The euro took a nose dive today, and so did the bonds of weak eurozone nations, as investors panicked over fresh speculation that Greece will have to restructure its debt in the near future, and the election of an anti-Euro party in Finland. German government sources tell Reuters that they doubt Greece will be able to get through the summer without restructuring. Greece, however, has repeatedly denied that it would do so. "It would have catastrophic consequences," the Bank of Greece's governor said.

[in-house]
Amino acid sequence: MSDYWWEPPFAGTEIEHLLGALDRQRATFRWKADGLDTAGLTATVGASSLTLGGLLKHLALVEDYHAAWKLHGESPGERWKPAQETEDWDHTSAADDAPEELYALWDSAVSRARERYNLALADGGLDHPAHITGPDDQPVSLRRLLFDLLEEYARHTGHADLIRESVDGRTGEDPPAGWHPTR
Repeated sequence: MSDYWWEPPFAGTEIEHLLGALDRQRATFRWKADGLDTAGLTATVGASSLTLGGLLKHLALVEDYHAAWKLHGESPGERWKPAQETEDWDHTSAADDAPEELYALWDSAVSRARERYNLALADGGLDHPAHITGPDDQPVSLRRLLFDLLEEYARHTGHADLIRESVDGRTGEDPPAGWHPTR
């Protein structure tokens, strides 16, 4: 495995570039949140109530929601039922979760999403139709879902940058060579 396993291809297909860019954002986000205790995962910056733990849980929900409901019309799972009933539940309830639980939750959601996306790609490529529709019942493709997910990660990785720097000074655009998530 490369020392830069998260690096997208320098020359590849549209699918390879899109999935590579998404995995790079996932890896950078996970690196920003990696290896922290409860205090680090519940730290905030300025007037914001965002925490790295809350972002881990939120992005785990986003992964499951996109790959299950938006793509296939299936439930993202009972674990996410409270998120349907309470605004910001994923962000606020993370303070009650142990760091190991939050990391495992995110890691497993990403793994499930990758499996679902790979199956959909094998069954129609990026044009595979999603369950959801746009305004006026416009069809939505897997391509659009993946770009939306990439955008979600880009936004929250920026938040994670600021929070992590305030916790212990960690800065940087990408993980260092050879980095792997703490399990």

Speculation was also rampant that the new Finnish government would throw a monkey wrench in Portugal’s bailout negotiations. EU negotiators issued a statement today insisting that wouldn’t happen. “There are no changes in plans,” a spokesman said. “We're fully confident that member states will honor their commitments.” Irish Prime Minister Enda Kenny, meanwhile, reassured observers that Ireland intended to pay its debt. “The Greek government will obviously deal with this problem in the best way it can,” he told Bloomberg. “We have no intention of defaulting.”